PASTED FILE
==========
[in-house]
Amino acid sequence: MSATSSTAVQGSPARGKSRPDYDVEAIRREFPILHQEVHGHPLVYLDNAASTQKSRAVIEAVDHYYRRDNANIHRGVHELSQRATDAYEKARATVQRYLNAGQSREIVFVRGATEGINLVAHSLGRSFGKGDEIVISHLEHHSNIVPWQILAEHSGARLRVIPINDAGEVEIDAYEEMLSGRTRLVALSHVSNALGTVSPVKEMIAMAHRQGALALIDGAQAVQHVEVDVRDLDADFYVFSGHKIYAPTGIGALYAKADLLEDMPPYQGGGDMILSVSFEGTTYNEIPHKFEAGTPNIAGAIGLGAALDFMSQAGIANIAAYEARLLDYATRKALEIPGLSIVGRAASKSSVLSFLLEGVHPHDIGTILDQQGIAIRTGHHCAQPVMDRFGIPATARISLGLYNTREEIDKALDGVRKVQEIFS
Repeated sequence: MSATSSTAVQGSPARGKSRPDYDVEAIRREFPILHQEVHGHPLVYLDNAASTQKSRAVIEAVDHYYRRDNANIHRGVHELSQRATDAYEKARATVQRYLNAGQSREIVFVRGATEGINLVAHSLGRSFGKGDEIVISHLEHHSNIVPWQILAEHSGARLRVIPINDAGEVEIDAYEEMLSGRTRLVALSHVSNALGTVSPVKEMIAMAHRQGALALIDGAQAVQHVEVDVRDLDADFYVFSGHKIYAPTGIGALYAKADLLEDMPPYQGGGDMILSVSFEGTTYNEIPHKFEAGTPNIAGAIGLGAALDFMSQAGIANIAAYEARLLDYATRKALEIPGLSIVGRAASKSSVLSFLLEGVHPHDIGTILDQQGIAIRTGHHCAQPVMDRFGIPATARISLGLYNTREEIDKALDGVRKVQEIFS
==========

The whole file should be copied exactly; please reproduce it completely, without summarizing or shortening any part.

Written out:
[in-house]
Amino acid sequence: MSATSSTAVQGSPARGKSRPDYDVEAIRREFPILHQEVHGHPLVYLDNAASTQKSRAVIEAVDHYYRRDNANIHRGVHELSQRATDAYEKARATVQRYLNAGQSREIVFVRGATEGINLVAHSLGRSFGKGDEIVISHLEHHSNIVPWQILAEHSGARLRVIPINDAGEVEIDAYEEMLSGRTRLVALSHVSNALGTVSPVKEMIAMAHRQGALALIDGAQAVQHVEVDVRDLDADFYVFSGHKIYAPTGIGALYAKADLLEDMPPYQGGGDMILSVSFEGTTYNEIPHKFEAGTPNIAGAIGLGAALDFMSQAGIANIAAYEARLLDYATRKALEIPGLSIVGRAASKSSVLSFLLEGVHPHDIGTILDQQGIAIRTGHHCAQPVMDRFGIPATARISLGLYNTREEIDKALDGVRKVQEIFS
Repeated sequence: MSATSSTAVQGSPARGKSRPDYDVEAIRREFPILHQEVHGHPLVYLDNAASTQKSRAVIEAVDHYYRRDNANIHRGVHELSQRATDAYEKARATVQRYLNAGQSREIVFVRGATEGINLVAHSLGRSFGKGDEIVISHLEHHSNIVPWQILAEHSGARLRVIPINDAGEVEIDAYEEMLSGRTRLVALSHVSNALGTVSPVKEMIAMAHRQGALALIDGAQAVQHVEVDVRDLDADFYVFSGHKIYAPTGIGALYAKADLLEDMPPYQGGGDMILSVSFEGTTYNEIPHKFEAGTPNIAGAIGLGAALDFMSQAGIANIAAYEARLLDYATRKALEIPGLSIVGRAASKSSVLSFLLEGVHPHDIGTILDQQGIAIRTGHHCAQPVMDRFGIPATARISLGLYNTREEIDKALDGVRKVQEIFS